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Since graduating with an SB and an ME, I have often been asked if the MIT education was worth the cost. In my younger days, I frequently answered "no" because I saw equivalently skilled people graduating from the top of their class at local state universities. As I have grown in my career, though, I now recognize that the people I know because of MIT and their influence is priceless. Where my colleague might know a director at a supplier, I know the CEO. These contacts become a tremendous advantage for my employer and, in the end, for my career.

Therefore, I encourage the new direction to emphasize personal face-to-face interaction that builds strong but diverse bonds. The ILG system in the early 90s did this exceptionally well.

If you just want knowledge, then online delivery is fine. In that way, an MIT education is already free. The price premium for the contacts, though, is justifiable as long as the interpersonal face-to-face interaction is not compromised.

A New Financial Model, Improving accessibility and affordability, Education & Facilities, Physical spaces, Global Implications of EdX, Beyond the residential campus, residential options, interpersonal relationships, online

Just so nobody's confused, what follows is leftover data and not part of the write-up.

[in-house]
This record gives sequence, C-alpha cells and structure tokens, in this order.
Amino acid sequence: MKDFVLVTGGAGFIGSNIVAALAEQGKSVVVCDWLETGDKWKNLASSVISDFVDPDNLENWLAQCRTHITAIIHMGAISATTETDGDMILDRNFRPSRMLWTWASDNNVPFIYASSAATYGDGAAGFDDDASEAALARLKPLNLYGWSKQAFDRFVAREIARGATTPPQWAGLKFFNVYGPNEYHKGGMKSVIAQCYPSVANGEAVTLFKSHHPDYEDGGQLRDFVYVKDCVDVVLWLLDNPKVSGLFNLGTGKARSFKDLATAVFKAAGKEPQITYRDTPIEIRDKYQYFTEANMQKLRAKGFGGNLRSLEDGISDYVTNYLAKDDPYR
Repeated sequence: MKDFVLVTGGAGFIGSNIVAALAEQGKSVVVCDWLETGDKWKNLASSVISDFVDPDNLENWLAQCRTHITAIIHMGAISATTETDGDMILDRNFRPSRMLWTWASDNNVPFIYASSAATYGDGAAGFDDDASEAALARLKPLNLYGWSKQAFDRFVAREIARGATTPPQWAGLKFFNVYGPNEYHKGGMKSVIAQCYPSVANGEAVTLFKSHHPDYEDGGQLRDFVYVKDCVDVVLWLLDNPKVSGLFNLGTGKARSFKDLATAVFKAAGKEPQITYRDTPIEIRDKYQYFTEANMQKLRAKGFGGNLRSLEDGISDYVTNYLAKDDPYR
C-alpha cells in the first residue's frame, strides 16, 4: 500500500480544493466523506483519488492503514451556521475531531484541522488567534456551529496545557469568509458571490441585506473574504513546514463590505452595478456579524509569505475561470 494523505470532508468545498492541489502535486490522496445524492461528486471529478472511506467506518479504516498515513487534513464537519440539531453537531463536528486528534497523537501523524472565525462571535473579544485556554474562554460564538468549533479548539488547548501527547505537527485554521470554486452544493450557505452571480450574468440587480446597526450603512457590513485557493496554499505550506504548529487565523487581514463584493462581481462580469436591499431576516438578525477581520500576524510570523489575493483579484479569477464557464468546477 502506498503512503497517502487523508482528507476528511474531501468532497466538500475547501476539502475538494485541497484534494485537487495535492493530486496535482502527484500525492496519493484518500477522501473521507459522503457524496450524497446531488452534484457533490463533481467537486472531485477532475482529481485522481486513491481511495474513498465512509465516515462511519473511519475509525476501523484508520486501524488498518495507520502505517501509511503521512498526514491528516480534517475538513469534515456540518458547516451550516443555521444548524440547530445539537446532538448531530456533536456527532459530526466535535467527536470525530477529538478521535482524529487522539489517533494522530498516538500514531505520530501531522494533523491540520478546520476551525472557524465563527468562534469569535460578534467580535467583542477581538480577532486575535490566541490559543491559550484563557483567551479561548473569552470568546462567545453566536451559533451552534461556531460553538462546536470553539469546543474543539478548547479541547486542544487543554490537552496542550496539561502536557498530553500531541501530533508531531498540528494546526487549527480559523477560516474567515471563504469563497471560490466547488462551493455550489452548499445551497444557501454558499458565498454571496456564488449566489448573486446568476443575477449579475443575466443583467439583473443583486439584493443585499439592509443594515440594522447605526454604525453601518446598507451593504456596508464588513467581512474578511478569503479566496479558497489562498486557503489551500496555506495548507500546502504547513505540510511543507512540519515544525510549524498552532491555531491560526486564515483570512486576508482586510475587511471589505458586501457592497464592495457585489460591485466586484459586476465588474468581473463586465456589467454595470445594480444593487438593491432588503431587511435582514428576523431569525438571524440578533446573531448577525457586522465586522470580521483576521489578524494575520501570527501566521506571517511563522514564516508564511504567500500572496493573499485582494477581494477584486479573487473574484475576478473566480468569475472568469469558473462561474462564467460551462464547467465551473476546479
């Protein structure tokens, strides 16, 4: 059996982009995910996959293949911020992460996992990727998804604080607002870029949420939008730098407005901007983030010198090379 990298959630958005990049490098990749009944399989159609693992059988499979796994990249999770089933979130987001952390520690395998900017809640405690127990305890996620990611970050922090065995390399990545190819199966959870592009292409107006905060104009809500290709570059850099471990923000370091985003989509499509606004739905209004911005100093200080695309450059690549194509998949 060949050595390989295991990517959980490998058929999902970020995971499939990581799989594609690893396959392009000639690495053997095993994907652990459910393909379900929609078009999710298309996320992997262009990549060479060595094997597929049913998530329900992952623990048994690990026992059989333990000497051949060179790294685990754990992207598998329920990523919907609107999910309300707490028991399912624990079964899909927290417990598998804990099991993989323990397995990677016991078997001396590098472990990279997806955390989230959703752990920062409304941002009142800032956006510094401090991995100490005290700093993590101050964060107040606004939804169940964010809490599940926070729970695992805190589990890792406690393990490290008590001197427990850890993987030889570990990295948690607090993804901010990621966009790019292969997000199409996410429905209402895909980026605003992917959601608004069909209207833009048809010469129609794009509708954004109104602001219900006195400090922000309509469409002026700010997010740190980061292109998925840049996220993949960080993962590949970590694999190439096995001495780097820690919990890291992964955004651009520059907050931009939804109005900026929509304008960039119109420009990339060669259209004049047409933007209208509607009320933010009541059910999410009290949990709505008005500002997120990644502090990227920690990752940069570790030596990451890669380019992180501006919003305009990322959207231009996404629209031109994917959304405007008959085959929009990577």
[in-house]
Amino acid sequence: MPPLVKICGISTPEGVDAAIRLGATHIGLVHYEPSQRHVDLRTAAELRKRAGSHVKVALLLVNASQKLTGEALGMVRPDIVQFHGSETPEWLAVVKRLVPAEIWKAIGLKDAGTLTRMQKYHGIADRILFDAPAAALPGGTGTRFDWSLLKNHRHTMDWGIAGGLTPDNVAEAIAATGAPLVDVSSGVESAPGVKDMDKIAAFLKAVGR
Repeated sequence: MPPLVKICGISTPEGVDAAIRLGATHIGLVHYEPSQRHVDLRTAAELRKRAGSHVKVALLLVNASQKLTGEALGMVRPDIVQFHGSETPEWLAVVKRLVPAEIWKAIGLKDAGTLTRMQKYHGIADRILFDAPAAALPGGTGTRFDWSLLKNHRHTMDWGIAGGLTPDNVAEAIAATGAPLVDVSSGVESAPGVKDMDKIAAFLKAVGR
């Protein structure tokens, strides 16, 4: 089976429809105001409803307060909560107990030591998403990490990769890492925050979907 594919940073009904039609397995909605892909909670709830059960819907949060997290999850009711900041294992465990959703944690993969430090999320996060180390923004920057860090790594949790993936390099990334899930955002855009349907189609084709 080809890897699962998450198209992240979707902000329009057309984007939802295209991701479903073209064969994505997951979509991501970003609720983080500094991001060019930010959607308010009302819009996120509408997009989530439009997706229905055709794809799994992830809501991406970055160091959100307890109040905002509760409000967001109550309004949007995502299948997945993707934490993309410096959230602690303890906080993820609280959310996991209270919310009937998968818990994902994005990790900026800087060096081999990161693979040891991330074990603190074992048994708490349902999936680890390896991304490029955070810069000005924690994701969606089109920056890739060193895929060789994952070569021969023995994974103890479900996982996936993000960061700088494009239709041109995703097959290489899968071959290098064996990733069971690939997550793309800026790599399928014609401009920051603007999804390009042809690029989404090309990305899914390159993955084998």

Agree, and the connections are important even during time at MIT

YES, I very strongly agree with this. The contacts you gain at MIT are extremely useful as you progress in your career.

Even besides the career benefits, the face-to-face community is crucial to the learning experience at MIT. MIT is SO difficult at times; who would really have the perseverance to suffer through all the psets and tests while isolated from their classmates and friends?

Working on psets late into the night with a group of classmates was a major part of my MIT education. You get a lot of moral support from the "team" feeling, and you also learn a lot more by comparing approaches and being able to ask questions of your peers as you struggle together through the material. Don't take this away!